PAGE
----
Summary of Letter:
SANDAG has the authority to advance transit and active transportation projects on a more accelerated schedule than what is called for by the 2015 Draft Regional Plan (“the Plan”), and in a manner that is consistent with the TransNet Extension Ordinance approved by voters in 2004.
However, none of the more transit-friendly alternatives analyzed by SANDAG are financially feasible to implement.
The failure of the DEIR to consider even one financially feasible alternative does not satisfy the two core functions of the California Environmental Quality Act (CEQA), to ensure informed decision making by the SANDAG Board, and to foster public participation. SANDAG’s DEIR is therefore insufficient and invalid under California law.
Click here to read the comment letter [PDF].
As San Diego’s population grows, more people are walking, bicycling, and driving on our streets. Along with this growth comes the need for a commitment to road safety for all San Diegans.
The City has worked hard to bring safety to San Diego’s neighborhoods by addressing crime, repairing infrastructure, and restoring much needed services. These efforts have proven successful as San Diego has one of the lowest crime rates among other cities of its size. streets. Along with this growth comes the need for a commitment to road safety for all San Diegans.
Read the complete report here: http://circulatesd.nationbuilder.com/visionzerosd.
San Diego faces a continuing challenge for adequate water supply and water quality. Infill development provides a useful tool for the region to safeguard water supplies and ensure continuing water quality.
Infill development, consistent with General Plans for both the City and County of San Diego, can provide relief from the combination of drought susceptibility, deteriorating water infrastructure, and population growth.
The complete report is available online, including fact sheets and sample presentation sides that can be used during the project entitlement process: http://circulatesd.nationbuilder.com/waterinfill.
Comments from Circulate San Diego on the development of SANDAG's Transit Oriented Development Strategy. [PDF]
Policy Letter: Alternatives for SANDAG’s Environmental Analysis for San Diego Forward: The Regional Plan
Letter from Circulate San Diego, the San Diego Housing Federation, and the American Lung Association in California asking for alternatives for SANDAG’s environmental analysis for San Diego Forward: The Regional Plan. [PDF]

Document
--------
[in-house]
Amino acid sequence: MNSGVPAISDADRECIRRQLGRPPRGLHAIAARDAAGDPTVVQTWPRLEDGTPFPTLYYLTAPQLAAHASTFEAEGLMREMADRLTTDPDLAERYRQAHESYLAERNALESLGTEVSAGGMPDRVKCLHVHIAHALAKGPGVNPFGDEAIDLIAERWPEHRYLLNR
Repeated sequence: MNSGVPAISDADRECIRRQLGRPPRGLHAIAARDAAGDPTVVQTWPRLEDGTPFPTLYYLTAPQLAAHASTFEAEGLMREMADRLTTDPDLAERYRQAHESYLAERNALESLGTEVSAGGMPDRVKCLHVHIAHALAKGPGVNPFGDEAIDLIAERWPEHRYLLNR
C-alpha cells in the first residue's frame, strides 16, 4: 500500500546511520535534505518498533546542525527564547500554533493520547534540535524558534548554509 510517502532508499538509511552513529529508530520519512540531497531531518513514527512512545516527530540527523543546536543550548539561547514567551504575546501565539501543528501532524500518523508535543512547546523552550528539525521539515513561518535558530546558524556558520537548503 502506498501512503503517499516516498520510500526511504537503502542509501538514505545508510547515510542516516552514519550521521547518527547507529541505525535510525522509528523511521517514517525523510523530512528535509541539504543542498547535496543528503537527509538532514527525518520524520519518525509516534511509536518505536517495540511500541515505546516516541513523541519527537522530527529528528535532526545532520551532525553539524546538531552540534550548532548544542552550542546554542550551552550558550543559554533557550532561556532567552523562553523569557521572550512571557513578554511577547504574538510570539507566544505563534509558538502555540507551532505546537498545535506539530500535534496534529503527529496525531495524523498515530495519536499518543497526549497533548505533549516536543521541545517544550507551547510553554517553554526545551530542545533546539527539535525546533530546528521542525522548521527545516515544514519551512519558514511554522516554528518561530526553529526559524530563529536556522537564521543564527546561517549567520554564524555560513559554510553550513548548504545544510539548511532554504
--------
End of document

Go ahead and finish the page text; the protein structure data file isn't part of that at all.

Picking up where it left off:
Letter to SANDAG regarding its January 2015 TOD forum, encouraging discussion about a robust and meaningful TOD Policy. [PDF]
Circulate San Diego provided comments in response to SANDAG's modeling of an Accelerated Network for the 2015 Regional Plan, which shows clear advantages to the Preferred Network. [PDF]
La Mesa Safe Routes Guide is a rich and comprehensive guide for Safe Routes to School. This guide provides an overview of the La Mesa Walk N Roll Safe Routes to School Project WalkSanDiego (Circulate San Diego's predecessor organization) implemented for the City of La Mesa. Additionally, this guide is designed to be a resource for new or expanding programs. It is full of helpful resources and examples, and decriptions of how program components were conducted within this project. Also, it provides details on how to incorporate an intergenerational component to an existing Safe Routes to School Program.
We created the Regional Walk Scorecard to raise awareness of policies and funding decisions that impact walkability, and to create healthy competition among cities to champion walk-friendly policies and facilities. WalkSanDiego issued the first Walk Scorecard in 2012, in which we recognized National City as the top-ranked jurisdiction.
For this second edition of the Regional Walk Scorecard, special emphasis was given to on-the-ground pedestrian safety improvements. This change was made in direct response to feedback we received following our last effort. This year, we’ve counted crossing improvements at intersections, safer amenities around schools, and the use of innovative treatments such as mid-block crossings and lighting, and signals recently approved by the state to draw more attention to the presence of pedestrians along streets and at crossings.